The first source of the information about disposal of dental carpules accompanies the product and is called the Material Safety Data Sheet (MSDS). Reading this insert can give you some information about the use and disposal of dental carpules. The MSDS for Xylocaine from DENTSPLY Pharmaceutical states that there is a very low health risk with normal handling of this product. It is not classified for dangerous transport and should be disposed of in accordance with state, local, and national legislation.

The next resource is the Occupational Safety and Hazard Association. OSHA regulates anything that could harm people on the job. Their answer was clear (See Table 1 at the "Download Center" in the "Resource Center" at After discussing the use and disposal with OSHA, I was directed to the federal Environmental Protection Agency to find out what the law was regarding disposal. The federal EPA informed me that each state has laws that may or may not reflect the federal standard. I was instructed to contact each state EPA agency. Nine months and 741 phone calls and e-mails later, I have some important answers for you (See Table 2 at the "Download Center" in the "Resource Center" at

Determining the proper disposal of dental products and materials is the responsibility of every dental professional. It is imperative that we understand all of the laws and regulations governing each task we perform.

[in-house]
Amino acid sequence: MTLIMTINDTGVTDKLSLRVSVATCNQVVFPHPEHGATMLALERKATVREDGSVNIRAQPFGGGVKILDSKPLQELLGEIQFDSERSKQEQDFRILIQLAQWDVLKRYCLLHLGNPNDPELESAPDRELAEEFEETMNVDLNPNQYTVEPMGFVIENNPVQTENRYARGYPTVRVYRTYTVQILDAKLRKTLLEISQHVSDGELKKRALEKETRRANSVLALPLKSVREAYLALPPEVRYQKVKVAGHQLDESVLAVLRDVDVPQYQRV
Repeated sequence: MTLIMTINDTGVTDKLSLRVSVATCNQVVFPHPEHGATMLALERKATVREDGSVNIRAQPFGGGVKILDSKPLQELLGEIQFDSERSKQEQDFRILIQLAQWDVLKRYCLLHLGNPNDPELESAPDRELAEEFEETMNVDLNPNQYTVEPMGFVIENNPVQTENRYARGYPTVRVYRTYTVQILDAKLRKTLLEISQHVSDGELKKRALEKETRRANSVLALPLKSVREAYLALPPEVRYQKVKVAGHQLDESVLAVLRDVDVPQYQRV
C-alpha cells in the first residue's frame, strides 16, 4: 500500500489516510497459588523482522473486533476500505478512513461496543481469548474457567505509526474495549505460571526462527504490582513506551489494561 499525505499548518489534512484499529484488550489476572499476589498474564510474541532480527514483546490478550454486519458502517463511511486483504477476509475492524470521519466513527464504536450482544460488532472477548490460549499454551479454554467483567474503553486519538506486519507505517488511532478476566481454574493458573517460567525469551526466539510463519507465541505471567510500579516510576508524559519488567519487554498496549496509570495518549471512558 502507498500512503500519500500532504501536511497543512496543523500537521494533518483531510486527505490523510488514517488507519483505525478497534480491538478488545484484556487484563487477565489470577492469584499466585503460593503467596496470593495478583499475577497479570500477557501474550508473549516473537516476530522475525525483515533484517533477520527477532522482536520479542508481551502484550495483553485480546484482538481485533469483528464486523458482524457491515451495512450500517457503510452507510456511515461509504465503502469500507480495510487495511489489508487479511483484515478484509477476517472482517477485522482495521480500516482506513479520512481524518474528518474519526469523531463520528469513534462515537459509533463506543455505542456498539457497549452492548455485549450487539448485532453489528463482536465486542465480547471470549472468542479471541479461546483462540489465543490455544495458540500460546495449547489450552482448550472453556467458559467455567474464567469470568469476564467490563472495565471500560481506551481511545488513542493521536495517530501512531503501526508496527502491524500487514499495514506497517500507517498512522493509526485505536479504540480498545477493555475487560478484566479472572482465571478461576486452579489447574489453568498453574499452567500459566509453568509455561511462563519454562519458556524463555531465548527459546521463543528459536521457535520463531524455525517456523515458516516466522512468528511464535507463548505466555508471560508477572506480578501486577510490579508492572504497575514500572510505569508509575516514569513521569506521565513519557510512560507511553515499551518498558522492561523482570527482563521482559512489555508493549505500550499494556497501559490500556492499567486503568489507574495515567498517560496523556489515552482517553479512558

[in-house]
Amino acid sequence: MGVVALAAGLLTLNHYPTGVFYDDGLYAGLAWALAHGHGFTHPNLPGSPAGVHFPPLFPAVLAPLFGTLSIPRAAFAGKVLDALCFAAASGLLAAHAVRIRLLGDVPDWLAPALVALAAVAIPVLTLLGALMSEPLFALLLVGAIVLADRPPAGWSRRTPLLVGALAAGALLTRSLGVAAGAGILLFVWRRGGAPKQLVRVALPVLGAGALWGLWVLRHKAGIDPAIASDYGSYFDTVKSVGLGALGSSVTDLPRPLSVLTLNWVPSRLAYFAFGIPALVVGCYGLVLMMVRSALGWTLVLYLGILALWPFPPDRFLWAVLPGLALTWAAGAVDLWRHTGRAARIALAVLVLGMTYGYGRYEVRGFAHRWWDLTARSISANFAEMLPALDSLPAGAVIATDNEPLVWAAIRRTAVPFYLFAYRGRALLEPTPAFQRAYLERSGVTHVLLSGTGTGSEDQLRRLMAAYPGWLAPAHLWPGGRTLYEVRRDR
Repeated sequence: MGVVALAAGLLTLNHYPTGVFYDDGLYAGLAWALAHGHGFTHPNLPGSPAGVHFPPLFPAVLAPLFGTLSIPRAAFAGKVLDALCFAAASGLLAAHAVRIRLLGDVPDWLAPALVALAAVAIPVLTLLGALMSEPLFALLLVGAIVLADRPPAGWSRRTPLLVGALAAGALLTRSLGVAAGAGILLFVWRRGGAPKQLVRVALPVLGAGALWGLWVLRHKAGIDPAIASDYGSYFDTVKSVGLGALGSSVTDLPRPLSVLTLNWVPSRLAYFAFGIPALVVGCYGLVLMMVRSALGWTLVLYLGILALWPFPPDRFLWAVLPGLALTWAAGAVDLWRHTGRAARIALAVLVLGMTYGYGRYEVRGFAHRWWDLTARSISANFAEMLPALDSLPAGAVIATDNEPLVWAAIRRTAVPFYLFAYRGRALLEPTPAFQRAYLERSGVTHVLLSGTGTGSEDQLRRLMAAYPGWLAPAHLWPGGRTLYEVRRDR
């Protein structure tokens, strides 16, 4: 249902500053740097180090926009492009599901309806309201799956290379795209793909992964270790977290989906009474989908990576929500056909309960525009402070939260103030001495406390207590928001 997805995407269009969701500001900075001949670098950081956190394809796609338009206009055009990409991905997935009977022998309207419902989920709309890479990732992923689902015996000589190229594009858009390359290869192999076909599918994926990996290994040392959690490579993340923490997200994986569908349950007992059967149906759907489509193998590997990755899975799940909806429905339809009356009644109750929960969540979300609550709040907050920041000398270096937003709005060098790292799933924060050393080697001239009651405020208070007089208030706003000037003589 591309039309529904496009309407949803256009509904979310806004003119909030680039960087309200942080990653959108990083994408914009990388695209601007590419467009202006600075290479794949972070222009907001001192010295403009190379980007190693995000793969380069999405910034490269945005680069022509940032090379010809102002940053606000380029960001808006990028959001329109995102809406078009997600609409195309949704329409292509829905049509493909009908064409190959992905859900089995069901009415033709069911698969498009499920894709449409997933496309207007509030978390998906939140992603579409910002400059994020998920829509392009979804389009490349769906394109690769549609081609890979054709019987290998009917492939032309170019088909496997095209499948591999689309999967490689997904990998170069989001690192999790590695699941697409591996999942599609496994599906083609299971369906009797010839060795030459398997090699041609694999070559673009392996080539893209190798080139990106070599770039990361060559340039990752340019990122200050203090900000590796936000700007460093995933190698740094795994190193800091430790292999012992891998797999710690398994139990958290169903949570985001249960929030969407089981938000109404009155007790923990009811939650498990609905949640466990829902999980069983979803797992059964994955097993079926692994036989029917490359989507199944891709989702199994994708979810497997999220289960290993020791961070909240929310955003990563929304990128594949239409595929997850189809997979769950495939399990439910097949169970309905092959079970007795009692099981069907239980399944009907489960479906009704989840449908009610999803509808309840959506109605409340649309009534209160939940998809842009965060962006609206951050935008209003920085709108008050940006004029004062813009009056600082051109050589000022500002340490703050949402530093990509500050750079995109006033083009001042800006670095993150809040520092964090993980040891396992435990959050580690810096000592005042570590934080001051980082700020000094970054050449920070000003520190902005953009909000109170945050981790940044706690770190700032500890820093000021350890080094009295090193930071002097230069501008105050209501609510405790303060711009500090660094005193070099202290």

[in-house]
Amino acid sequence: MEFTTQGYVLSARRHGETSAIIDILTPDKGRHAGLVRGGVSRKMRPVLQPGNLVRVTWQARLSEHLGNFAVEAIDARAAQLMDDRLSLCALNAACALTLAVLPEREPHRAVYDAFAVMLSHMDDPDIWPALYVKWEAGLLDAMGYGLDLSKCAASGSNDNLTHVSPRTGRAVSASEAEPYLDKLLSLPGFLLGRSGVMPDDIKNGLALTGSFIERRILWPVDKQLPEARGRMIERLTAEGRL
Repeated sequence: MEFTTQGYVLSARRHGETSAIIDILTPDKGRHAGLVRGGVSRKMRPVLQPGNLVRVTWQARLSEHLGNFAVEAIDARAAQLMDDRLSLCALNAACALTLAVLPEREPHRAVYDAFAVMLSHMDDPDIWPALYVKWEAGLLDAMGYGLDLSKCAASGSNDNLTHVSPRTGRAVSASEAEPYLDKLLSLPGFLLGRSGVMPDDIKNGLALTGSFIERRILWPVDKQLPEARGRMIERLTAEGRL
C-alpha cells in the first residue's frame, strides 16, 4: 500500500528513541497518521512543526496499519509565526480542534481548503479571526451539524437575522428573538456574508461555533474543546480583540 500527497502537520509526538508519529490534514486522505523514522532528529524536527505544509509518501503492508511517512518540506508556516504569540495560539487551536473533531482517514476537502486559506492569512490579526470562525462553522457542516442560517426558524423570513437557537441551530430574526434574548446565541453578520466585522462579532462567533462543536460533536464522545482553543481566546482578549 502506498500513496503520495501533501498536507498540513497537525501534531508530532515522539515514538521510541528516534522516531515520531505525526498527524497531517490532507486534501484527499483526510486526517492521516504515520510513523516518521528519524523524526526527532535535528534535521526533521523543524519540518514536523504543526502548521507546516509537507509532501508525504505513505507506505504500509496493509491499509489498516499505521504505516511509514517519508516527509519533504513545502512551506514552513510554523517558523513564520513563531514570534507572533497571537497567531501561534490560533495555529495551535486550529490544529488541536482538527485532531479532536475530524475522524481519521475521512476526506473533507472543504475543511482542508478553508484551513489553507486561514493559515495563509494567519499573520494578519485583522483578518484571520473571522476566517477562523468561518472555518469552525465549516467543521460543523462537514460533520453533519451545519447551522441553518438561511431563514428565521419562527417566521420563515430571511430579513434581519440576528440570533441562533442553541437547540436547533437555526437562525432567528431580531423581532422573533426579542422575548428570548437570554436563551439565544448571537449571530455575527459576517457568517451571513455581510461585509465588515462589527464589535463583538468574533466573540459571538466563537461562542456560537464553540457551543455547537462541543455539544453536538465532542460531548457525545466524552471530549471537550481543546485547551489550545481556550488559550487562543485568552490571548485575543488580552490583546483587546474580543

About the Author

Noel Brandon Kelsch, RDHAP, is a freelance cartoonist, writer, and speaker. Noel's cartoons can be seen in RDH magazine and her articles have been published in both dental and nursing trade magazines, as well as books. She has received many national awards including Colgate Bright Smiles Bright Futures, RDH/Sunstar Butler Award of Distinction, USA magazine Make a Difference Day award, President's Service award, Foster Parent of the Year, and is a five-time winner of the Castroville (Calif.) artichoke cook-off! Her family lives in Moorpark, Calif. She can be contacted at [email protected].

Got An Infection Control Question?

The Organization for Safety and Asepsis Procedures (OSAP) is the world"s leading source of education and information promoting evidence-based infection control and safety policies and practices in dentistry. OSAP is the only evidence-based, nongovernmental organization in the world that concentrates solely on the provision of information, education, and publications on the subject of dental infection control and occupational safety and health. OSAP also has a unique constituency comprised of three major categories: clinicians, educators and trainers, and the dental industry. All three groups are represented on the Board of Directors and play a role in developing well-reasoned, science-based, practical solutions to the world"s complex infection control and safety issues.


Can dental carpules be disposed of in general trash?
Yes, in many states, if the carpule has been used and has not been broken, you may dispose of it in your general trash.

How should we dispose of syringes that do not have needles attached?
In most states, if a syringe does not contain a sharp or fluid blood (such as those used for irrigation), there is no need to discard it in a medical or biohazard container; it is simply discarded with the regular office waste. To ensure compliance, however, always consult your state and local regulations.

Tables 1-2 referred to in the article above can be found in the Download Center in the Resource Center at

Table 1 is a question-and-answer table with OSHA's determinations about dental carpules. Table 2 is a 50-state listing of EPA regulations regarding the disposal of dental carpules.